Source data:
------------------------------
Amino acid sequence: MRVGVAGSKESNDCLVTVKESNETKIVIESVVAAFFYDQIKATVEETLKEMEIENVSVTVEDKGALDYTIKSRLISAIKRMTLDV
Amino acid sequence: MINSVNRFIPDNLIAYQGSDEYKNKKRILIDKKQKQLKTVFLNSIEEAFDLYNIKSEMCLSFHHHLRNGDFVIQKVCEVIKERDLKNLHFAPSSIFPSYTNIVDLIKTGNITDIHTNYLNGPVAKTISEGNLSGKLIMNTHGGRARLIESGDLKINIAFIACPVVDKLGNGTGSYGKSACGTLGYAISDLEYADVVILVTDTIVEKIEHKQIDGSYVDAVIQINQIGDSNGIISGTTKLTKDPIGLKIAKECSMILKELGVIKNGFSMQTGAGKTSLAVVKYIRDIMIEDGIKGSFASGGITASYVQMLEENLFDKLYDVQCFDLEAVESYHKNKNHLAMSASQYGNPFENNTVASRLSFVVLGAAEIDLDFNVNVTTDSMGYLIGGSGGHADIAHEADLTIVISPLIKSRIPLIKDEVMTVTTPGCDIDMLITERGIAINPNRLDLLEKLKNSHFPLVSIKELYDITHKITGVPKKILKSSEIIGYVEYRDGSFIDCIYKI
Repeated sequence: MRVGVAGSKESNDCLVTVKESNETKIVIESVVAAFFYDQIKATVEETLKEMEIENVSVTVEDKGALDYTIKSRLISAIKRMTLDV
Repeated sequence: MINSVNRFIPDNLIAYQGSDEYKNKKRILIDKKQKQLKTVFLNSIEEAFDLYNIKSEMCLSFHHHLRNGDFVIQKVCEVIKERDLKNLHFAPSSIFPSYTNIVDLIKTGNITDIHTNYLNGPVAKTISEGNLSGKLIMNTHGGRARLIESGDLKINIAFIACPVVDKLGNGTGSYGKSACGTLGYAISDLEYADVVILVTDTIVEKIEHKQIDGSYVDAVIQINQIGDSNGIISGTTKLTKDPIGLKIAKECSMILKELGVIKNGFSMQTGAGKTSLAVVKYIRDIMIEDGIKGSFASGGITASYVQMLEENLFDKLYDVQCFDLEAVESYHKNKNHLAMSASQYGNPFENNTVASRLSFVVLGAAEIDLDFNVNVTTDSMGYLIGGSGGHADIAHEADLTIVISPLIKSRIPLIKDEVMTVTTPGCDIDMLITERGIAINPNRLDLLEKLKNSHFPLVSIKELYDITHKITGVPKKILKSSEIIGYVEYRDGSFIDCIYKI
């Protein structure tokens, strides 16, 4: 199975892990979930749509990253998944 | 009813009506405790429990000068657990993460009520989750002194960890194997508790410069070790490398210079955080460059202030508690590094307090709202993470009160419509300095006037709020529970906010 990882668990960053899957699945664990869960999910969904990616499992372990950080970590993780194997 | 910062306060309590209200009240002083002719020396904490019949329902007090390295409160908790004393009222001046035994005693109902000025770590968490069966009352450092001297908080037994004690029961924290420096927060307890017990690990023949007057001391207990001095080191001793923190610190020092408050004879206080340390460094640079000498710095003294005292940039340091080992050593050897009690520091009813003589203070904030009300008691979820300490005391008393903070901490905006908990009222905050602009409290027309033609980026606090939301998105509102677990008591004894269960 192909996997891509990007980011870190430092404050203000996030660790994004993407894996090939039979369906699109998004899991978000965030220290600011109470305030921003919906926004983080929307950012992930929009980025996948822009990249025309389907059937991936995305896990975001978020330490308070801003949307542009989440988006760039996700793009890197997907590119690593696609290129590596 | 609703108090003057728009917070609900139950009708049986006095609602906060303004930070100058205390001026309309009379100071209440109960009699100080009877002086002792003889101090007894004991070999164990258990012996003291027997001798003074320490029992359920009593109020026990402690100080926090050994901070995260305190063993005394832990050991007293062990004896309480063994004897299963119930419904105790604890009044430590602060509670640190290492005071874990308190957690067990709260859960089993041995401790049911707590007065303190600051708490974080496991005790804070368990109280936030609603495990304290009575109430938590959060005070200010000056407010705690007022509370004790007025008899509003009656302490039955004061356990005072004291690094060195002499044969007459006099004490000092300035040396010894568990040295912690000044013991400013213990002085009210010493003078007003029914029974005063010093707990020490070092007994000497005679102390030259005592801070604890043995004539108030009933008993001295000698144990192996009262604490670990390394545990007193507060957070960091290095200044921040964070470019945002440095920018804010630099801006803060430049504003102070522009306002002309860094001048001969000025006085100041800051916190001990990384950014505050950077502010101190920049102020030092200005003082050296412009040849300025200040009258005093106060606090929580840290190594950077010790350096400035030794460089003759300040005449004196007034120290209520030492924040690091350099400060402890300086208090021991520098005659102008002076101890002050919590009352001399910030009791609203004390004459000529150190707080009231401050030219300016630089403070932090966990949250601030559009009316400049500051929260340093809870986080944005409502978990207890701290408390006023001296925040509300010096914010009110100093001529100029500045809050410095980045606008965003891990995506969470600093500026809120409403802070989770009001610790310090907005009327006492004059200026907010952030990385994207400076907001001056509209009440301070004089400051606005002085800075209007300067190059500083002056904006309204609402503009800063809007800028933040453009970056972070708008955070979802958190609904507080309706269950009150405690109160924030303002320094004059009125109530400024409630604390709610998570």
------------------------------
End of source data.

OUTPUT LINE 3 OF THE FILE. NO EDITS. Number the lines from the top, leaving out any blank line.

Repeated sequence: MRVGVAGSKESNDCLVTVKESNETKIVIESVVAAFFYDQIKATVEETLKEMEIENVSVTVEDKGALDYTIKSRLISAIKRMTLDV